Federal Constitutional Court in Karlsruhe An Architectural Icon Resurrected

Federal Constitutional Court in Karlsruhe
Federal Constitutional Court in Karlsruhe | Photo: Stephan Baumann

The Federal Constitutional Court in Karlsruhe, a building complex from the 1960’s, has been lavishly renovated.

Today, Karlsruhe, the former seat of the grand dukes of Baden, is often called the “Residenz des Rechts” (i.e. seat of the law) as the Federal Supreme Court and the Federal Constitutional Court are both located here. And whenever high court decisions by the guardians of the constitution are reported about on television, the cameras also focus on the Sixties-modern building of the constitutional court. But for two and a half years the building had vanished from our screens. The judges in red robes made way for workmen in blue overalls and had moved into temporary quarters.

Their office, the pavilion ensemble right next to the baroque palace, had begun to show its age. The judges complained about heat in summer, draughts in winter and leaky roofs. The energy balance had taken on downright unconstitutional dimensions; a thorough-going renovation was unavoidable.

Transparency and dignity

The building is the achievement of Berlin architect Paul Baumgarten (1900-1984). Inaugurated in 1969, it was the first court building in Germany, perhaps even world-wide, to deliberately avoid expressing power and dignity by means of magisterial forms of architectural representation. Baumgarten dispensed with Renaissance and Baroque, portico and monumental columns. He required no fortress walls, symmetrical arches or other symbols of authority intended to intimidate the citizenry and reinforce the state’s claim to power.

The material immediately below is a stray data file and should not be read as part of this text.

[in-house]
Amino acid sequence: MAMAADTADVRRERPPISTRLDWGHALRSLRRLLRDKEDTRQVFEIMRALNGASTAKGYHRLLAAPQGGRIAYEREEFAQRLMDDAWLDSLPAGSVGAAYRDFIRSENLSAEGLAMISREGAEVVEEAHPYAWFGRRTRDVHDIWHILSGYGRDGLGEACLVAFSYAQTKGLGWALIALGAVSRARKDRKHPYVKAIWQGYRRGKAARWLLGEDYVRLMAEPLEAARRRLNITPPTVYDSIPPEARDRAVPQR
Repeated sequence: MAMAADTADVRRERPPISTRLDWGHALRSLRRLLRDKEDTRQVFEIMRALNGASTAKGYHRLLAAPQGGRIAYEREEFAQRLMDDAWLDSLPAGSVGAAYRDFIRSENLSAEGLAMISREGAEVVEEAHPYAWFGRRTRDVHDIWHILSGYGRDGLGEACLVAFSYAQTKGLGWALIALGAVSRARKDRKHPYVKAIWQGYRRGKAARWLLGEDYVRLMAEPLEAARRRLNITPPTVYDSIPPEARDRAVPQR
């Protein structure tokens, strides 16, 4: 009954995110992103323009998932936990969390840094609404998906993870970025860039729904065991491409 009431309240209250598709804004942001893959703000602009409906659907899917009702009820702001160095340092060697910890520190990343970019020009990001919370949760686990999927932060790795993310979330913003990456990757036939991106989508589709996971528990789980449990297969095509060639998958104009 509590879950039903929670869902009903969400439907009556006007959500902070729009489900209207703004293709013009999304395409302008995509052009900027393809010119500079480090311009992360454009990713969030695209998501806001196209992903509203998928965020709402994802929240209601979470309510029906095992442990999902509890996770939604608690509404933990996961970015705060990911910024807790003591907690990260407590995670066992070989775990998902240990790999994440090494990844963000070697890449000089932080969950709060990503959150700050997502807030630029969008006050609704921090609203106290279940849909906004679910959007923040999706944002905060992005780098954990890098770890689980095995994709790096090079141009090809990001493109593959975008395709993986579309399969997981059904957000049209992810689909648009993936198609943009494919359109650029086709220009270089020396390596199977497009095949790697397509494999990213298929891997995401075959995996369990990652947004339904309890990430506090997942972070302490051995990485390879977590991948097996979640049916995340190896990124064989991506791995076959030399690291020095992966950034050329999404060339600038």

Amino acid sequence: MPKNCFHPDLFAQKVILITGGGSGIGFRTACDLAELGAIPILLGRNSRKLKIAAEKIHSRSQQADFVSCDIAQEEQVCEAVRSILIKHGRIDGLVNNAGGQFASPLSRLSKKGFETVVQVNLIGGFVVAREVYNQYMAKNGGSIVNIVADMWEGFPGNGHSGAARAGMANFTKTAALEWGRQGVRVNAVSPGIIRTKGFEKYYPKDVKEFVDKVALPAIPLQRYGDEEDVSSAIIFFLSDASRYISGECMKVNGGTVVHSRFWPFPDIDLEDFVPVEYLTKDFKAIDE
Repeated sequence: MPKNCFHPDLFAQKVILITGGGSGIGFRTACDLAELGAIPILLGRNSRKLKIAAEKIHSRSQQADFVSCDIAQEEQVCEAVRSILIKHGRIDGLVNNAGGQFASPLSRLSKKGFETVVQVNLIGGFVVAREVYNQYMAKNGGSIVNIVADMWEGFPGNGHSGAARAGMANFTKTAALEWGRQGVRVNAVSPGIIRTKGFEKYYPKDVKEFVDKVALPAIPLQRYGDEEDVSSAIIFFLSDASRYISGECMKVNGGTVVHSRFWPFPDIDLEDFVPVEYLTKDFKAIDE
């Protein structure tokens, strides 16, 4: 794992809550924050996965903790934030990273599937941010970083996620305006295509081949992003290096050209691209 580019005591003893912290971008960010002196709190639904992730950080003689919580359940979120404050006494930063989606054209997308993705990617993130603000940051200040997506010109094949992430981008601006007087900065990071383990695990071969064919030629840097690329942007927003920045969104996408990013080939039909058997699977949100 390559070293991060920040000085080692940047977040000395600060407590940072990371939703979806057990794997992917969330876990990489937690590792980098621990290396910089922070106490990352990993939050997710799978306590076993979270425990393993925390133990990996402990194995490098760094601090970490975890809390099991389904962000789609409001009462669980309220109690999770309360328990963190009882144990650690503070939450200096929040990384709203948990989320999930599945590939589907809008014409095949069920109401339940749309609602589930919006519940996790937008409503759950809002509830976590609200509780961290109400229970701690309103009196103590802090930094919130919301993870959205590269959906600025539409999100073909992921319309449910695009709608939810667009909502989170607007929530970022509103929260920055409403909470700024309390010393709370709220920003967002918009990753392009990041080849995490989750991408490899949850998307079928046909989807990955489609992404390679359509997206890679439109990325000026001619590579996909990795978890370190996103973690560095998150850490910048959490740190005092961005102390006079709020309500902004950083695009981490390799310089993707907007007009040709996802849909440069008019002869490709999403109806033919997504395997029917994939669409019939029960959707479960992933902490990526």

• Bundesverfassungsgericht Karlsruhe Foto: Stephan Baumann
    Bundesverfassungsgericht Karlsruhe
  • Bundesverfassungsgericht Karlsruhe Foto: Stephan Baumann
    Bundesverfassungsgericht Karlsruhe
  • Bundesverfassungsgericht Karlsruhe Foto: Stephan Baumann
    Bundesverfassungsgericht Karlsruhe
  • Bundesverfassungsgericht Karlsruhe Foto: Stephan Baumann
    Bundesverfassungsgericht Karlsruhe
  • Bundesverfassungsgericht Karlsruhe Foto: Stephan Baumann
    Bundesverfassungsgericht Karlsruhe
  • Bundesverfassungsgericht Karlsruhe Foto: Stephan Baumann
    Bundesverfassungsgericht Karlsruhe
  • Bundesverfassungsgericht Karlsruhe Foto: Stephan Baumann
    Bundesverfassungsgericht Karlsruhe
  • Bundesverfassungsgericht Karlsruhe Foto: Stephan Baumann
    Bundesverfassungsgericht Karlsruhe
Since according to the constitution, power derives from the people, laws are made in Parliament in a transparent process, whereby legislative procedure and implementation require transparency and control on the part of the citizenry. Transparency and dignity is therefore the creed to which the architect felt obligated; that for him was programme and symbolism at once. The judges in the courtroom, the litigants and trial observers sit in a glass house, they have their surroundings continually in view, they see the city and its people, the people, the sovereign.

Floating constructions

Baumgarten had allocated four flatter, pavilion-like buildings to the three-storey court building; one for the judges, a library, a casino with a restaurant open to the public and an administrative building. A glassed-in passageway connects the buildings with each other. It floats above the grounds and over the judges’ offices in an elevated construction with an inner courtyard, called the “Richterring” (i.e. judges’ ring): the neighbouring Botanical Garden surrounds the ensemble, indeed the green space flows in part beneath the floating, light volumes. Surprisingly, there are still no fences or walls.